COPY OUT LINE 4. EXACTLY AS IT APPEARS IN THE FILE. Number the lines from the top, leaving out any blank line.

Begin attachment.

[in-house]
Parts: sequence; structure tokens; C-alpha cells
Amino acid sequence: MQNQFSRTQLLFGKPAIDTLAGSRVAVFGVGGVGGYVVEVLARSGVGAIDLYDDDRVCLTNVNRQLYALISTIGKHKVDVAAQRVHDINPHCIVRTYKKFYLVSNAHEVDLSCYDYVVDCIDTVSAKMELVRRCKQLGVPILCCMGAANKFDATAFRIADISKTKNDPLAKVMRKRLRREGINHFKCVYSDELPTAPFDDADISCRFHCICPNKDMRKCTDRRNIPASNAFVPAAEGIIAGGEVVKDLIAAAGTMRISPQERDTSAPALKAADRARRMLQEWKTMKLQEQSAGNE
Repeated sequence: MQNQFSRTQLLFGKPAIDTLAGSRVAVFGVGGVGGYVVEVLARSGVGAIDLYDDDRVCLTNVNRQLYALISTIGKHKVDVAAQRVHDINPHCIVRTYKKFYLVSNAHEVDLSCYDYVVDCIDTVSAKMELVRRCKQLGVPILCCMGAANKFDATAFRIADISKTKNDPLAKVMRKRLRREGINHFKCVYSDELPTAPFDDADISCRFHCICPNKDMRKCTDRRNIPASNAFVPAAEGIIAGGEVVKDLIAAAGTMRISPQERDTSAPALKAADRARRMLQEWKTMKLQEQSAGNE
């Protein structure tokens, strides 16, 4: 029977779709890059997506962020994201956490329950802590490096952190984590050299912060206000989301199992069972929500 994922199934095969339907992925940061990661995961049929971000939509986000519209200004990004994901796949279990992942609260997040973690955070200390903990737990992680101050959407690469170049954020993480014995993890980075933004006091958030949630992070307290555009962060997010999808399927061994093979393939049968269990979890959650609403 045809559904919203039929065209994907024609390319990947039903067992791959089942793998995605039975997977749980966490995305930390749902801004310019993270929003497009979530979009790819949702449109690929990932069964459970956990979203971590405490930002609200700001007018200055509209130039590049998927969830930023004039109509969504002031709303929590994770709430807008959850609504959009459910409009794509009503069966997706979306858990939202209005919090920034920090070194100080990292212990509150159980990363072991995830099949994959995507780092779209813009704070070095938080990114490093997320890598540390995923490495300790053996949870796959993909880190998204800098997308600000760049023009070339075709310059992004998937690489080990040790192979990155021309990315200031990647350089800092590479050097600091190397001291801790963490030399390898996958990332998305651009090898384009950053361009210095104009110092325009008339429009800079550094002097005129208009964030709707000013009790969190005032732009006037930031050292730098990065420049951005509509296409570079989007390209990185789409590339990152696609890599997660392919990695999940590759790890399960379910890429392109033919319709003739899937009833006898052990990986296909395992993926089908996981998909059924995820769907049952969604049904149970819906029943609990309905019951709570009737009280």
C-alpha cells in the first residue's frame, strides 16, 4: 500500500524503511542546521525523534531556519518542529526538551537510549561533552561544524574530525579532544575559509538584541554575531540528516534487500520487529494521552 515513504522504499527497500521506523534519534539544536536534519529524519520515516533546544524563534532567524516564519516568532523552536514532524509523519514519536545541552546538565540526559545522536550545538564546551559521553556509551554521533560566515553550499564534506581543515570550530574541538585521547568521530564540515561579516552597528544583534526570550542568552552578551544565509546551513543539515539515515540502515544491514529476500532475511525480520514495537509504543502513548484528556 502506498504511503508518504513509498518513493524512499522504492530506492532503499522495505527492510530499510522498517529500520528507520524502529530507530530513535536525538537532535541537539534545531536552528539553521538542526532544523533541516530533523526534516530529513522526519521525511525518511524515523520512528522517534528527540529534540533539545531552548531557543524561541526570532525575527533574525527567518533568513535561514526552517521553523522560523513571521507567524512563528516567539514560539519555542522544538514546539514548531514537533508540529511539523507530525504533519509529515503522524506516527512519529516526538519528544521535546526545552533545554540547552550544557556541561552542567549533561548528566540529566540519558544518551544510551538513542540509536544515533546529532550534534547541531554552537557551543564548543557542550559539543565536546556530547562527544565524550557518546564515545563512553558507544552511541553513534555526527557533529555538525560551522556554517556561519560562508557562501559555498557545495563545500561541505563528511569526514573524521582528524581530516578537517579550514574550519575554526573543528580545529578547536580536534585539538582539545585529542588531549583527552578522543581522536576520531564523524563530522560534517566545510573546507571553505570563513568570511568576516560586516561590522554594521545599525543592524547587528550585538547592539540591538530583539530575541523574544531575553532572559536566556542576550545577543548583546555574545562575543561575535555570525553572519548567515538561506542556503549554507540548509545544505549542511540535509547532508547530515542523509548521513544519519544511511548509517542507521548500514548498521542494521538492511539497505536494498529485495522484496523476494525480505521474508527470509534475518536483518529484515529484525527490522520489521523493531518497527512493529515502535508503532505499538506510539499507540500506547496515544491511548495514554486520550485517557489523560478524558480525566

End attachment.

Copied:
Repeated sequence: MQNQFSRTQLLFGKPAIDTLAGSRVAVFGVGGVGGYVVEVLARSGVGAIDLYDDDRVCLTNVNRQLYALISTIGKHKVDVAAQRVHDINPHCIVRTYKKFYLVSNAHEVDLSCYDYVVDCIDTVSAKMELVRRCKQLGVPILCCMGAANKFDATAFRIADISKTKNDPLAKVMRKRLRREGINHFKCVYSDELPTAPFDDADISCRFHCICPNKDMRKCTDRRNIPASNAFVPAAEGIIAGGEVVKDLIAAAGTMRISPQERDTSAPALKAADRARRMLQEWKTMKLQEQSAGNE